Glen Murcutt, by Francoise Fromonot Elaine loves how well Murcutt integrates basic environmental factors (like light, heat, water) into his architecture. This book provides detailed drawings, capturing how he translates those basic elements into architecture.
Learning from Las Vegas, by Venturi, Scott Brown & Izenour Even if you are not a disciple of Post-Modern art and architecture, the thesis of Learning from Las Vegas breaks down the distinctions between high and low. Hannah enjoys this book’s wit and humor as the authors demonstrate how much we can learn from what has been traditionally deemed “low”. And what’s not to love about a decorated duck?
Masters of Light, by Henry Plummer Bridgett finds this book both visually and intellectually inspiring, as it looks at changing thoughts on light across disciplines and at case studies of architecture that are composed of light and shadow.
In Praise of Shadows, by Jun’ichiro Tanizaki Although we do still prefer our cleanly toilets, we are all inspired to “immerse ourselves in the darkness and discoverits own particular beauty…”
Wabi-Sabi for Artists, Designers, Poets & Philosophers, by Leonard Koren Modernism is cool, wabi-sabi is warm.Modernism romanticizes technology, wabi-sabi romanticizes nature. Wabi-sabi is the beauty of things imperfect, impermanent, and incomplete. It is a beauty of things modest and humble.
The Eyes of the Skin, by Juhani Pallasmaa “The body knows and remembers. Architectural meaning derives from archaic responses and reactions remembered by the body and the senses.”
The Poetics of Space, by Gaston Bachelard" When the intellectual realm, the realm of ideas, is in balance with the experiential realm, the realm of phenomena, form is animated with meaning. In this balance, architecture has both intellectual and physical intensity, with the potential to touch mind, eye, and soul."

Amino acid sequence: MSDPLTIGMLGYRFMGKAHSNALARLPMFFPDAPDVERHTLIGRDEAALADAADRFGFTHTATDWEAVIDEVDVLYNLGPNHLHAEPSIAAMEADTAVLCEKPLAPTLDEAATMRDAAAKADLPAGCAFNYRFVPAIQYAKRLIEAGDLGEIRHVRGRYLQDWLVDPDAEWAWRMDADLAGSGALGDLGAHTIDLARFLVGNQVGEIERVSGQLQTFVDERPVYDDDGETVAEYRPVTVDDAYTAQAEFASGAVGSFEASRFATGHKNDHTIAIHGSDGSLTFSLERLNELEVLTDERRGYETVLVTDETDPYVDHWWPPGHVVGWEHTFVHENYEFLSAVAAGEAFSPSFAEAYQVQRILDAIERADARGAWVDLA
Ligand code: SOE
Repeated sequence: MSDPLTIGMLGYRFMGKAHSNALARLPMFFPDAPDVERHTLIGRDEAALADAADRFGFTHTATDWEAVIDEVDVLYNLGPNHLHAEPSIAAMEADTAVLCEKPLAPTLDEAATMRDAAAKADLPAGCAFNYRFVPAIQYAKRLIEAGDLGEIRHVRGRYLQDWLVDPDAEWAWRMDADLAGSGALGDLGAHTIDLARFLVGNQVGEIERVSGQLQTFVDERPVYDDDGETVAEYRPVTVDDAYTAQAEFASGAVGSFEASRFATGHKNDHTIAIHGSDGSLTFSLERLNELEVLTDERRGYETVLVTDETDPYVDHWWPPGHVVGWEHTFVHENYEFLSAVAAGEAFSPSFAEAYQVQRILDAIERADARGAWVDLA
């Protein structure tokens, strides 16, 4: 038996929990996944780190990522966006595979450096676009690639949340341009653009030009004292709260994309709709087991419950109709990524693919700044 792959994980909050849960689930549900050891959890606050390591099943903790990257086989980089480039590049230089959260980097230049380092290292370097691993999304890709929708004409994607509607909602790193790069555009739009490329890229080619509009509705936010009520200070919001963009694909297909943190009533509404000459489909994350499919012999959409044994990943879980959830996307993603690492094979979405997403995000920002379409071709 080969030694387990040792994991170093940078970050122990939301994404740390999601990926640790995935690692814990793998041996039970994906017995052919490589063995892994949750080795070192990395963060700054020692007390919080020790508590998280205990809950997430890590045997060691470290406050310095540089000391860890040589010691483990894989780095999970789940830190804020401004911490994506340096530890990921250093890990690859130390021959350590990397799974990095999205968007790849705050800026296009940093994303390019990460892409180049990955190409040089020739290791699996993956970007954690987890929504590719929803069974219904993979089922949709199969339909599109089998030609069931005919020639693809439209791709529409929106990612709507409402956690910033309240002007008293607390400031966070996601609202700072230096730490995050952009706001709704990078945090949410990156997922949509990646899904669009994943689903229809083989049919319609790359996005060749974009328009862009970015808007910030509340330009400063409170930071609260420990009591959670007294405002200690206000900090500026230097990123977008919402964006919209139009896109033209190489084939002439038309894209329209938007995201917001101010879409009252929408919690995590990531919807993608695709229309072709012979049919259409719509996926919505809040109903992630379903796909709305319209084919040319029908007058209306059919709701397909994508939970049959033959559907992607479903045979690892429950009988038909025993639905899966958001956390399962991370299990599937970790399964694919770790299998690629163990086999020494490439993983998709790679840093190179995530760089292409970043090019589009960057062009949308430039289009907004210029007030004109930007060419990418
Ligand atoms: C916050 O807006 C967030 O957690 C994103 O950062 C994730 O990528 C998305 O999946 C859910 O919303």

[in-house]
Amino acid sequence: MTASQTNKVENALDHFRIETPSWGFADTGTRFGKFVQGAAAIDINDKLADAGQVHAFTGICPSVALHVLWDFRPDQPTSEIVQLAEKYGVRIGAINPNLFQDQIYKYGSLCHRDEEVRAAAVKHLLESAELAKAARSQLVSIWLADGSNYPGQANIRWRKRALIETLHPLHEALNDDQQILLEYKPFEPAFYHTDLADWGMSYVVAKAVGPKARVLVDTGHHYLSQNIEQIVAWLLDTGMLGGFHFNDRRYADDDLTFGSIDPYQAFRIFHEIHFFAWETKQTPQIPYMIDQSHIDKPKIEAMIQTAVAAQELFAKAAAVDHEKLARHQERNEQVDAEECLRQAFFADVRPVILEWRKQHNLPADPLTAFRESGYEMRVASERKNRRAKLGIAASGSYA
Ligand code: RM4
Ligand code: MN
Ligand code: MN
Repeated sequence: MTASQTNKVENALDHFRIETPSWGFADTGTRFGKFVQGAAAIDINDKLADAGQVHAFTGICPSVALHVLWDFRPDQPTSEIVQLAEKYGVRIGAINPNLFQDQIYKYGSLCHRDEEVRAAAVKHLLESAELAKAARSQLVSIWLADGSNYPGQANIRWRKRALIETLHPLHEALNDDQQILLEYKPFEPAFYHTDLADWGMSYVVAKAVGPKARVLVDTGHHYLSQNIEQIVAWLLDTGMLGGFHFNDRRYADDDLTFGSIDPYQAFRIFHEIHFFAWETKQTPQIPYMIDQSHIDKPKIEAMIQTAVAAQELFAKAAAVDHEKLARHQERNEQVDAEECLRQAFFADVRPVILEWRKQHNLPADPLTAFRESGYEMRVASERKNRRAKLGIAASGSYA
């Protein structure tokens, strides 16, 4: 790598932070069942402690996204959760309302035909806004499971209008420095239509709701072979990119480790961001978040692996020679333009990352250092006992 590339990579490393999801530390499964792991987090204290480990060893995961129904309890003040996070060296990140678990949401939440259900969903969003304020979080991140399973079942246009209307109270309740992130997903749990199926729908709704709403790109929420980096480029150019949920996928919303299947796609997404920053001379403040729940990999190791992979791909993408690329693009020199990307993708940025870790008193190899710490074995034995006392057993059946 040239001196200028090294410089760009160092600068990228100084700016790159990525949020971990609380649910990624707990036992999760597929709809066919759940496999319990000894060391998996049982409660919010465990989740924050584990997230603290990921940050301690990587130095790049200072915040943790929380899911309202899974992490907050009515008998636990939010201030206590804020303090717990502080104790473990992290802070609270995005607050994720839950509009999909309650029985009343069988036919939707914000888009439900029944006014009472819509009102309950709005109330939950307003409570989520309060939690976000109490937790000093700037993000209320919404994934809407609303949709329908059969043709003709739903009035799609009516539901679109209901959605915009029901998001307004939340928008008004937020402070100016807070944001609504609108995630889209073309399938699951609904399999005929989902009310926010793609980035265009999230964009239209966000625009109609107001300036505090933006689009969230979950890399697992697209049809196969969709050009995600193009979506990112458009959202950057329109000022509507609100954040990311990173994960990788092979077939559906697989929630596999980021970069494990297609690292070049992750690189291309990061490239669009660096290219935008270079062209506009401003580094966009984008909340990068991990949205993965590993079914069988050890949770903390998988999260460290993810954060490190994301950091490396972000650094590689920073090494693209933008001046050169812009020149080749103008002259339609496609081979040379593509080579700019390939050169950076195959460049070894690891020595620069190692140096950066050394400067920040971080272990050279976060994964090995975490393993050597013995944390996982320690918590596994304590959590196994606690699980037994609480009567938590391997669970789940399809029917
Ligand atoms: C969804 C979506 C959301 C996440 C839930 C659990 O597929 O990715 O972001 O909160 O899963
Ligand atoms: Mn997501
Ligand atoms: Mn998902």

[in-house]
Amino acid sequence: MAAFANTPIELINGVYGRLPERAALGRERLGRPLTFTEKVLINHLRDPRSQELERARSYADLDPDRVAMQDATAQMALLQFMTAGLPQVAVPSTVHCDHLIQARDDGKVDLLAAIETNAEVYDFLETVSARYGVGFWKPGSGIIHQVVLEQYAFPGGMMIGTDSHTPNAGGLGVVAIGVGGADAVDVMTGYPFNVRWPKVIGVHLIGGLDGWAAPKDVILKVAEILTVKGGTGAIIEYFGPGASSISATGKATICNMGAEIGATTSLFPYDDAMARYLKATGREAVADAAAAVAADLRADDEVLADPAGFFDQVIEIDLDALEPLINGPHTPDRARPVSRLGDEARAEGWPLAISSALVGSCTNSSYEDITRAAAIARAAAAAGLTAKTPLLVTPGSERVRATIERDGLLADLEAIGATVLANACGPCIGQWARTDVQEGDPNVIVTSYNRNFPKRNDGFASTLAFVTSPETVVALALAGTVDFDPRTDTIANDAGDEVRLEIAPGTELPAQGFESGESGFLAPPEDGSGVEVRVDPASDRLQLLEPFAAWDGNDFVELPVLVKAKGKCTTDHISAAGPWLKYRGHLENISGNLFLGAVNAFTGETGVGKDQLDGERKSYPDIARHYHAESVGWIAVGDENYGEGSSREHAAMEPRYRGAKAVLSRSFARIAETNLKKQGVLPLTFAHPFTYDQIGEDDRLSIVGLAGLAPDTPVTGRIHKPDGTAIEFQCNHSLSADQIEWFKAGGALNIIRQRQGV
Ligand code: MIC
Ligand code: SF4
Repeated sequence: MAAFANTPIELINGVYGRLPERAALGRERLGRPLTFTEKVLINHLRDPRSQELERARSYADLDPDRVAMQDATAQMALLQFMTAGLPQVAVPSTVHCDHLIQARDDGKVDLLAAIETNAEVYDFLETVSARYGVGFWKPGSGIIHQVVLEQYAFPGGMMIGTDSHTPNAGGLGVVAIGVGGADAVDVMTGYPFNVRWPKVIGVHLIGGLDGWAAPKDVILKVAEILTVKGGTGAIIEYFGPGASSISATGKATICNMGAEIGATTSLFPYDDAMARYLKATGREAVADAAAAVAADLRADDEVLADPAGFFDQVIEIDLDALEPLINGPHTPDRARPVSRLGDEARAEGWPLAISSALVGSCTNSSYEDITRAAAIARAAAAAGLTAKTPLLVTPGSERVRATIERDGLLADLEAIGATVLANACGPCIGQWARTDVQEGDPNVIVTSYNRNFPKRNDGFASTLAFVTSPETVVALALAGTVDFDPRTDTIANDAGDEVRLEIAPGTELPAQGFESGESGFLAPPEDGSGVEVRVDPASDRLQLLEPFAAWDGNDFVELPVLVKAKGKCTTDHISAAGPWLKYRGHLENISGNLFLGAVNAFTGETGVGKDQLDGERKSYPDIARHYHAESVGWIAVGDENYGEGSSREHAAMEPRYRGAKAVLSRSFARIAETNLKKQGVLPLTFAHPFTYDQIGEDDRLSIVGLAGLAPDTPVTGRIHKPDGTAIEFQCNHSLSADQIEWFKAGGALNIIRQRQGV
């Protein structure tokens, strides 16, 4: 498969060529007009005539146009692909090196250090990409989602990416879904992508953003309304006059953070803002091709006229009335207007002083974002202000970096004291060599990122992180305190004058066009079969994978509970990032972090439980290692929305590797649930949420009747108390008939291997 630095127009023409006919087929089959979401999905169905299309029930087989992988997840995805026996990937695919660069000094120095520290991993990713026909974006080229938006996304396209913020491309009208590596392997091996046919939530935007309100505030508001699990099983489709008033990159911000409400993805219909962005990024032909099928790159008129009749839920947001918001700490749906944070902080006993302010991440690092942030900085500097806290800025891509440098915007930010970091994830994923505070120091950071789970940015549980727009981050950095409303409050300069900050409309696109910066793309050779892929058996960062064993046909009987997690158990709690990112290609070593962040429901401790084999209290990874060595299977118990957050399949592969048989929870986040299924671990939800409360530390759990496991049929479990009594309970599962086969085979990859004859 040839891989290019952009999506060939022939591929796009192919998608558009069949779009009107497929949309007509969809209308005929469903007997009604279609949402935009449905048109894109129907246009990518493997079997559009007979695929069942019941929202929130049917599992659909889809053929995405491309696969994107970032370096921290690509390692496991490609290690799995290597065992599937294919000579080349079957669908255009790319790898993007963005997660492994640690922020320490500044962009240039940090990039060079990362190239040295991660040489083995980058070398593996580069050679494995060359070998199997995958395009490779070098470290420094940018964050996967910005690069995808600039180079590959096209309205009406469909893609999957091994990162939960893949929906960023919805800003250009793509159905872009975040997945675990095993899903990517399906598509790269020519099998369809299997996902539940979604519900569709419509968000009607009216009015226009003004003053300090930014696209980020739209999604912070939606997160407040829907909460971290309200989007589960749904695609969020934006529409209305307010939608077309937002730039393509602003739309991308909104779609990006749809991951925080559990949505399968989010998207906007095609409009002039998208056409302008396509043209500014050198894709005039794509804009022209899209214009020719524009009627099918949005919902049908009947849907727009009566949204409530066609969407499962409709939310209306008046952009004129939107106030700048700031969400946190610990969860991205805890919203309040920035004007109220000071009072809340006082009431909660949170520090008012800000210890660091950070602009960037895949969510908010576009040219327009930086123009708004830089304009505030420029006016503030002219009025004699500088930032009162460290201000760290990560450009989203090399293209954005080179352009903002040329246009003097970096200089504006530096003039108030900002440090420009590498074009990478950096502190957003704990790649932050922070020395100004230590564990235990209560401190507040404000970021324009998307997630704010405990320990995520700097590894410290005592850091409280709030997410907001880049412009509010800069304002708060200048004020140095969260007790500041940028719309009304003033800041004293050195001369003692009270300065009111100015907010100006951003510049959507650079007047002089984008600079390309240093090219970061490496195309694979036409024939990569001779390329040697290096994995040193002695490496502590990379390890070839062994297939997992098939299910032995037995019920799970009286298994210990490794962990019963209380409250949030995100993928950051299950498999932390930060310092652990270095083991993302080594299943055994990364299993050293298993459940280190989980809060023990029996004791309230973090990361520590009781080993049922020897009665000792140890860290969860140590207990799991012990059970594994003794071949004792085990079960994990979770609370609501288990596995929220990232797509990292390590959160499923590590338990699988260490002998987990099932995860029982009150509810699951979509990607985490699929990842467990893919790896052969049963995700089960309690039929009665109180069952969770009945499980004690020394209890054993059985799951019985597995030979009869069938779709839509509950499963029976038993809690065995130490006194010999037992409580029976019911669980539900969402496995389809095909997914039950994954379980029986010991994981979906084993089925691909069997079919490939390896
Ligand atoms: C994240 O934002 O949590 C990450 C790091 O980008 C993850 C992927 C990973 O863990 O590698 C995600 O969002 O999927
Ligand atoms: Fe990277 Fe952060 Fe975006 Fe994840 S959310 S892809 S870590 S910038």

Thinking Architecture, by Peter Zumthor
“Associative, wild, free, ordered and systematic thinking in images, in architectural, spatial, colorful and sensuous pictures – that is my favorite definition of design.”
The Tao of Architecture, by Amos Ih Tiao Chang This is a light read that Tai found to be a good counterpoint to the more cerebral texts required in his university days, when he was more interested in phenomenology than highly theoretical studies in architecture.
Invisible Cities, by Italo Calvino
Informal, by Cecil Balmond
The Death and Life of Great American Cities, by Jane Jacobs A must read for several of us in the office and for those who love the city. Jane Jacobs brought to life the concept of the “eyes on the street” which can be seen in action in amazing, transformative programs throughout the US, including Geoffrey Canada’s Harlem Children’s Zone.
Wedding in Sea Ranch
Three summers ago, I stopped at The Sea Ranch on my way to San Francisco to visit my future husband. I sketched the small chapel and wondered if and when I got married, if I could limit my guest list to the 8-10 people that could be seated in the chapel.
When the time came, as an architect-and-bride-to-be, I did my due diligence researching wedding venues, but my husband to be had a feeling The Sea Ranch Lodge would be the place. What The Sea Ranch offered was not only Modern Architecture (yes, capitalized) blending with a beautiful landscape – but authenticity. When I took my fiancé to visit, we were reminded of our childhood homes in different ways and felt calm and connected to nature.
Our reactions to this place were no accident. The Sea Ranch was designed as a vacation community in the 1960-1970’s by the landscape architect Lawrence Halprin and several architects including William Turnbull, Jr., Joseph Esherick, and Charles Moore. The lodge, community buildings and 10 miles of vacation homes have been built since in strict accordance to an architectural style based on local barns that date to the late 19th century. There is something very unique and effective about the results.